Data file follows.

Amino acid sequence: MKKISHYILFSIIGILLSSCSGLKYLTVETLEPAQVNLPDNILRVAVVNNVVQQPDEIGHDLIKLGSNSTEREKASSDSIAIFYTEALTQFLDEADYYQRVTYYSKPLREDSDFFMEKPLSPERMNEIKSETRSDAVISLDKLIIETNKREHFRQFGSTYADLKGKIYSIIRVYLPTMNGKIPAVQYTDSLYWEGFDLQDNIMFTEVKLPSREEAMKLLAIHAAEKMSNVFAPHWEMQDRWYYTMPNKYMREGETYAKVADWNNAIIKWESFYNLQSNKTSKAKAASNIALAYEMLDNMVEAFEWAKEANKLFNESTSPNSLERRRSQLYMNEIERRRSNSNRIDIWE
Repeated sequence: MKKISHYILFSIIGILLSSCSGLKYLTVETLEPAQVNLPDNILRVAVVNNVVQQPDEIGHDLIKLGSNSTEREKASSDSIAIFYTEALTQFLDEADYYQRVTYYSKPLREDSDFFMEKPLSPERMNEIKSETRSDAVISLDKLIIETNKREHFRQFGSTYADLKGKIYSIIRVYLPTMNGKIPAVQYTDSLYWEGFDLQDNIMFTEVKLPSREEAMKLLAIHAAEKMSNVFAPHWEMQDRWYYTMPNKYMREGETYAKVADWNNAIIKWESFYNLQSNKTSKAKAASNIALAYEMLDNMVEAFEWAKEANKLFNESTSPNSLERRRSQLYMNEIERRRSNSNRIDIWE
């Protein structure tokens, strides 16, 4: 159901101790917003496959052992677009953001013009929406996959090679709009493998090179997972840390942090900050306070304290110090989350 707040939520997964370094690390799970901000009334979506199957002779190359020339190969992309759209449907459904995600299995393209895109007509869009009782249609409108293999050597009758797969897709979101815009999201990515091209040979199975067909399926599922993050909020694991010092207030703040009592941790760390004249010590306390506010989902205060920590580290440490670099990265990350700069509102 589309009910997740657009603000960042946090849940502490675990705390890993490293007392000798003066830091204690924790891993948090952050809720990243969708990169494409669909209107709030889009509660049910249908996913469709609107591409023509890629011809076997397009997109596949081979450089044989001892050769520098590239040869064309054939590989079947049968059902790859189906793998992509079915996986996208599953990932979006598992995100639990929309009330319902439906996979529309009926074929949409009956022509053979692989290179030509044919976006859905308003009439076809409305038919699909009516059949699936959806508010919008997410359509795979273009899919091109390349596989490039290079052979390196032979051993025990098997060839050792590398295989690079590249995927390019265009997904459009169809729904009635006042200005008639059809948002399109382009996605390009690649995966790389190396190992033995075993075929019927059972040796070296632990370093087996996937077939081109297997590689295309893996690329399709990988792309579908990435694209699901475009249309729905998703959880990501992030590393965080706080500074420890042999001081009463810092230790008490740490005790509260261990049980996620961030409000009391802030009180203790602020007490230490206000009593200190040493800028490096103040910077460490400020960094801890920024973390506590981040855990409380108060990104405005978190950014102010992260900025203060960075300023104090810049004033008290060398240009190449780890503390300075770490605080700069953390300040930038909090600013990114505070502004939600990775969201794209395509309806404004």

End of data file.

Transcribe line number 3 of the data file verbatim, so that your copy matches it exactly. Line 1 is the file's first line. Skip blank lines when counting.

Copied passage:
């Protein structure tokens, strides 16, 4: 159901101790917003496959052992677009953001013009929406996959090679709009493998090179997972840390942090900050306070304290110090989350 707040939520997964370094690390799970901000009334979506199957002779190359020339190969992309759209449907459904995600299995393209895109007509869009009782249609409108293999050597009758797969897709979101815009999201990515091209040979199975067909399926599922993050909020694991010092207030703040009592941790760390004249010590306390506010989902205060920590580290440490670099990265990350700069509102 589309009910997740657009603000960042946090849940502490675990705390890993490293007392000798003066830091204690924790891993948090952050809720990243969708990169494409669909209107709030889009509660049910249908996913469709609107591409023509890629011809076997397009997109596949081979450089044989001892050769520098590239040869064309054939590989079947049968059902790859189906793998992509079915996986996208599953990932979006598992995100639990929309009330319902439906996979529309009926074929949409009956022509053979692989290179030509044919976006859905308003009439076809409305038919699909009516059949699936959806508010919008997410359509795979273009899919091109390349596989490039290079052979390196032979051993025990098997060839050792590398295989690079590249995927390019265009997904459009169809729904009635006042200005008639059809948002399109382009996605390009690649995966790389190396190992033995075993075929019927059972040796070296632990370093087996996937077939081109297997590689295309893996690329399709990988792309579908990435694209699901475009249309729905998703959880990501992030590393965080706080500074420890042999001081009463810092230790008490740490005790509260261990049980996620961030409000009391802030009180203790602020007490230490206000009593200190040493800028490096103040910077460490400020960094801890920024973390506590981040855990409380108060990104405005978190950014102010992260900025203060960075300023104090810049004033008290060398240009190449780890503390300075770490605080700069953390300040930038909090600013990114505070502004939600990775969201794209395509309806404004």